Showing posts with label ethan pond trail. Show all posts
Showing posts with label ethan pond trail. Show all posts

Sunday, May 22, 2016

Thoreau Falls - Solo Hike

hike, ethan pond, tlc book tours, appalachian trail, national geographic topographic map guides, la sportiva, ultra raptors, mountain runners, trip report
Thoreau Falls


Thoreau Falls – Solo Hike
Trails:  Zealand, Ethan Pond Trail/Appalachian Trail, Thoreau Falls
Miles:  9.4 Roundtrip
Difficulty: Easy side of moderate
Danger: Low

Finally a good (hiking shoe) day! I was waiting for that window of opportunity to get back out and hike a section of the Appalachian Trial, and today seemed the perfect day! I received the National Geographic Appalachian Trail Map #1511 (Hanover to Monte Carlo Topographical Map Guide) to review. After looking through the map, I decided on a 9.4 mile hike to the beautiful Thoreau Falls. Two weeks earlier I attempted to hike to Thoreau Falls but 2.5 miles into my hike, the top of my foot started to hurt, so I turned back. A good thing since the pain became worse and I couldn’t wait to get my boots off once back at my truck. I carefully took my boots off (with lots of swearing) and threw them in my backseat (with more swearing).  I did return the boots…Vasque Talus Ultra…to REI. I was disappointed since I really wanted to like/love these boots. But they really didn’t fit right and I needed hiking footwear that was much more flexible for my feet. I ended up purchasing a pair of La Sportiva Ultra Raptors. These mountain runners are a cool bright blue and with its lightweight, breathable uppers and stick-to-rock-soles, I was on my way! Yup, happy feet and a great hike! And I just want to give a shout-out to the 4 AT Thru-Hikers I met on my way out; Hey Indiana Jones, Patches, Yoda and Bill Nye...great chatting with you and safe hiking to the Katahdin summit!

Enjoy my photos taken along the hike as well as my review of the National Geographic Appalachian Trail Topographic map guide.


Along the Zealand Trail

At the junction of the Ethan Pond and Zealand trails

Here we go along the Appalachian Trail through the Zealand Notch!

Wooded Area (7)

Split Rock







Approaching the talus field

The trail comes into the wide opening with spectacular views! 
Looking (north) back at Zeacliff and Mt. Hale


Whitewall Brook

Looking up Whitewall Mountain and its talus field!
I loved this section as it reminded me of Canon Mountain
and its highly visible talus field from I-93 in the Franconia Notch!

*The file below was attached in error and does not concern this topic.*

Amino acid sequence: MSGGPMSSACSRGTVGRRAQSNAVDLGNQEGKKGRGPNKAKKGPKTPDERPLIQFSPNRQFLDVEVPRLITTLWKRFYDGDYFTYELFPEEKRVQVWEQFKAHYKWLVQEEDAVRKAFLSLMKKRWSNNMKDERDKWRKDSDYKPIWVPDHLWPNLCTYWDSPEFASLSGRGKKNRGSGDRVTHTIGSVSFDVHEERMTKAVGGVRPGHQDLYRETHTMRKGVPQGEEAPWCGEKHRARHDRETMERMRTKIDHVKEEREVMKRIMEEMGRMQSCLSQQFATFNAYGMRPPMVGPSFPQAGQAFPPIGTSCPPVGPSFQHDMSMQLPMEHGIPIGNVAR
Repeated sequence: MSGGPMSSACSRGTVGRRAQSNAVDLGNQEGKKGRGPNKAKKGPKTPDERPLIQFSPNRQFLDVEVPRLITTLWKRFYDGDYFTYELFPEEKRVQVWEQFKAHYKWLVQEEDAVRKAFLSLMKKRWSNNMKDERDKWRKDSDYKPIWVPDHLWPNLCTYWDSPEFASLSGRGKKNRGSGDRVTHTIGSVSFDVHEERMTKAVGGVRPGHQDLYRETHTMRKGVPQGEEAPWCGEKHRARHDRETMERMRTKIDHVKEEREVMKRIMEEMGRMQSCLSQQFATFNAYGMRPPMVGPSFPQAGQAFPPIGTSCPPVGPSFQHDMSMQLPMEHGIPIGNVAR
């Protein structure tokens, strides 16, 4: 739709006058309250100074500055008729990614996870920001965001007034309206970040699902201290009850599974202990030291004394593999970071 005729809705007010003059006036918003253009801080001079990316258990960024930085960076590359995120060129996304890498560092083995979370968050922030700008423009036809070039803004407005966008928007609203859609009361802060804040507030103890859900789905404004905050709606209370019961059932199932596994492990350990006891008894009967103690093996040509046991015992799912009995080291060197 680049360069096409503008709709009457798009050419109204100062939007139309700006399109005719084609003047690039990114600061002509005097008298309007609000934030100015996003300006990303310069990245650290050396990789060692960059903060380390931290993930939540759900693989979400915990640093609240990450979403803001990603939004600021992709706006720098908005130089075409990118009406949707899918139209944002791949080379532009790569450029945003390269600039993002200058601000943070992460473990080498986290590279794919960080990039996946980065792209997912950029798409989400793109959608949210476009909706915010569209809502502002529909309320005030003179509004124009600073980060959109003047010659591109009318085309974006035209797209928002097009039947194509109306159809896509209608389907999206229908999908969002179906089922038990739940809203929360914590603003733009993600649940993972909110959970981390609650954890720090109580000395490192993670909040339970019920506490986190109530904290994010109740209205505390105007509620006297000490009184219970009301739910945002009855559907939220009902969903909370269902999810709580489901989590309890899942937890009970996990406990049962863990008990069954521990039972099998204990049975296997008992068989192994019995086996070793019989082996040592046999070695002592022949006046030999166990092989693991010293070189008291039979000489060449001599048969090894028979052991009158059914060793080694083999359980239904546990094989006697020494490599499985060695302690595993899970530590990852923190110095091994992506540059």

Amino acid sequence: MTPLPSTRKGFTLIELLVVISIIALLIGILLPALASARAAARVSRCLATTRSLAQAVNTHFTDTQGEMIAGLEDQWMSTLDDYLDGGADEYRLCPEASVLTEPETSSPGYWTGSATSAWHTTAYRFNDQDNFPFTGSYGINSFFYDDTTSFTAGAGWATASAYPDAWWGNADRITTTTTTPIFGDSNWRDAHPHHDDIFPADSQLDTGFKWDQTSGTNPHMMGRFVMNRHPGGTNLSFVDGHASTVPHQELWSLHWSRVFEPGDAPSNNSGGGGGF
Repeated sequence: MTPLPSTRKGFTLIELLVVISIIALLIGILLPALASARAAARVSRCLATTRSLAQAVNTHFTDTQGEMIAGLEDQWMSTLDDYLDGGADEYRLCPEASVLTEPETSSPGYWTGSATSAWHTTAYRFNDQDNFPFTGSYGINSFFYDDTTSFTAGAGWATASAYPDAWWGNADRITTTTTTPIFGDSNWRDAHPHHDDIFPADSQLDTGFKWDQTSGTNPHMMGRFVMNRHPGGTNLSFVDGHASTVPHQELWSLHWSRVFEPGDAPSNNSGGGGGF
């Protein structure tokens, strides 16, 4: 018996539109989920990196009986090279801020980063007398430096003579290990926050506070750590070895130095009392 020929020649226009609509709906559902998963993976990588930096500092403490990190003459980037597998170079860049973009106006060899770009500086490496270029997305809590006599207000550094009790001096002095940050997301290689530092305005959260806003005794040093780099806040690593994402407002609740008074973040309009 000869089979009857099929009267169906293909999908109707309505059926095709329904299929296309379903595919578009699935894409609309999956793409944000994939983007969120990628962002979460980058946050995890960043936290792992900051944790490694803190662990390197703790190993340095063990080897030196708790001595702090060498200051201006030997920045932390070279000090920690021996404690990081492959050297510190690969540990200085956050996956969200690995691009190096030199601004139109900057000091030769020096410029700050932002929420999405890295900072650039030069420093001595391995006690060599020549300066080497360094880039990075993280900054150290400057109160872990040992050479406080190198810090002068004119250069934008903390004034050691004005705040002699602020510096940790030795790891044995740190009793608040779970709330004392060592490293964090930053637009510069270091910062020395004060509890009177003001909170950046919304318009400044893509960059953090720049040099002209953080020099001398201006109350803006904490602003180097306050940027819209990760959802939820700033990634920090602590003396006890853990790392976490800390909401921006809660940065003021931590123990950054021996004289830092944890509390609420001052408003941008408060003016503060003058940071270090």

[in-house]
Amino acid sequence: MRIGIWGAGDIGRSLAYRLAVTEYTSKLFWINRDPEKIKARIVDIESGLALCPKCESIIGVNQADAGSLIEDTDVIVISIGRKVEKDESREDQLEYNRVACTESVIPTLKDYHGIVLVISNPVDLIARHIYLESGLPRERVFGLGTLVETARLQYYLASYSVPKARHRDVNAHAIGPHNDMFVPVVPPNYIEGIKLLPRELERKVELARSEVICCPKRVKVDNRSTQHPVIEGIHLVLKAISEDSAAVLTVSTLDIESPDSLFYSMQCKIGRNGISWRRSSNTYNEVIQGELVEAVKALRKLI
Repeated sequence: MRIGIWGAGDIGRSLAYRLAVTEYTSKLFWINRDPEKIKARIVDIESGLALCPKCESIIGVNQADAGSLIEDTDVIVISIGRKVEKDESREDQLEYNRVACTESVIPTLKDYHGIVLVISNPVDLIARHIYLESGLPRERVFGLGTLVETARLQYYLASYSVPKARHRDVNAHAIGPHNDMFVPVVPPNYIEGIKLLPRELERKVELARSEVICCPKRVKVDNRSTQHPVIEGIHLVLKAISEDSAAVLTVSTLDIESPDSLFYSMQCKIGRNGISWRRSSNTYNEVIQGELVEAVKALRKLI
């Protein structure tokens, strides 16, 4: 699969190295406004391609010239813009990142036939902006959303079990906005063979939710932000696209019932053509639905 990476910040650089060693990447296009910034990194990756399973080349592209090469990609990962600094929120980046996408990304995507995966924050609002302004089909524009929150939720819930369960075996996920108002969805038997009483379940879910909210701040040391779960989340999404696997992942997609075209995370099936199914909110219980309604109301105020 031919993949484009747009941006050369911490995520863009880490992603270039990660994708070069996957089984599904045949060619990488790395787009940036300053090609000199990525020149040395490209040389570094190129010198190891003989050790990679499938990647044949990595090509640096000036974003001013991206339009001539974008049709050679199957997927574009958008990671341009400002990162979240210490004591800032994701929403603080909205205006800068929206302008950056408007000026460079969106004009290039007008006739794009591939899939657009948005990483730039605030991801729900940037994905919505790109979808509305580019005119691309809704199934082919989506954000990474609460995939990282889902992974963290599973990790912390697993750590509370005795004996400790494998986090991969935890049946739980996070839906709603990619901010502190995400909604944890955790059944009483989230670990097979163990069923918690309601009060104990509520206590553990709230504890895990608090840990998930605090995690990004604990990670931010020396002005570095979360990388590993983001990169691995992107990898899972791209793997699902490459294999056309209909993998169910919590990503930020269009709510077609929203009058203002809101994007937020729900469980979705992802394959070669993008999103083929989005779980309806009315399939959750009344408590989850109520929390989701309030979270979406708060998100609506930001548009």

A bit of fun rock scrambling as the trail crosses the talus!

Zeacliff Trail junction

A couple of hikers making their way down the Zeacliff Trail through the notch!

Trail follows a gradual curve out of the notch and into a wooded area
I thought that this section here was the prettiest! (3)



At the Thoreau Falls trail junction

Into the Pemigewasset Wilderness

and the final 0.25 mile to follow the Thoreau Falls Trail to the top of the falls



What a view!


What I like about the Appalachian Trail Topographic Map Guide by National Geographic
- Water resistant, tear resistant and lightweight
- Highlights the Appalachian Trail making it easy/fast to find on the map
Features resupply locations, key points of interest, safety guidelines, local contact info, area history and more.
- Trail profile at bottom of each page that show distances between shelters, camping areas and trail access points.
- Although held together by two staples, the map does lays flat.
Overall, this map is very easy to use and carry. I'll continue to use it for all my day hikes along the Appalachian Trail!






About Appalachian Trail Topographic Map Guides
National Geographic’s 13 all-new Appalachian Trail Topographic Map Guides cover the iconic trail mile-by-mile from Georgia to Maine, in a unique booklet format that’s backcountry durable—lightweight, waterproof, and tear-resistant. Printed in the USA, these innovative maps are rapidly becoming essential tools for everyone from day trekkers to thru hikers. Each guide includes detailed topographic maps at a scale of 1 inch = 1 mile, with each page centered on the trail, overlapping with adjacent pages so there is little chance of getting lost. Helpful trail profiles show the distance between shelters, camping areas, and trail access points. The front pages of the guides feature resupply locations, key points of interest, safety guidelines, local contact information, and more. Proceeds from the purchase of a National Geographic map help support the Society’s vital exploration, conservation, scientific research, and education programs.


Purchase Links

Monday, September 3, 2012

Mt. Willey - Solo Hiking

Mt. Willey  (4,285ft)
Elevation Gain: 2,915ft
Trails: Ethan Pond and Willey Range
Distance: 5.4 miles roundtrip
Duration: 5.5 hrs (includes stops for breaks along the trail and at summit)
My 4000+ Peak #20
Listed 4000+: #29
The Terrifying 25 List: Willey Range Trail (Ladders section)
Difficulty: Strenuous

**This is my 20th NH 48 4000+ footer, and the 10th summit I've hiked solo to.

It looked like rain as I was headed north for today's hike. And there were passing showers as I drove by the Kancamagus Highway. At the trailhead on Route 302 there was just a couple more empty stalls in the upper parking lot. I re-checked the weather forecast, "sun for the afternoon", and quickly got my gear on.


I started up the trailhead and crossed over the train tracks and ascended up an old logging road. I took the Ethan Pond trail northwest after passing the Arethusa-Ripley Falls Trail.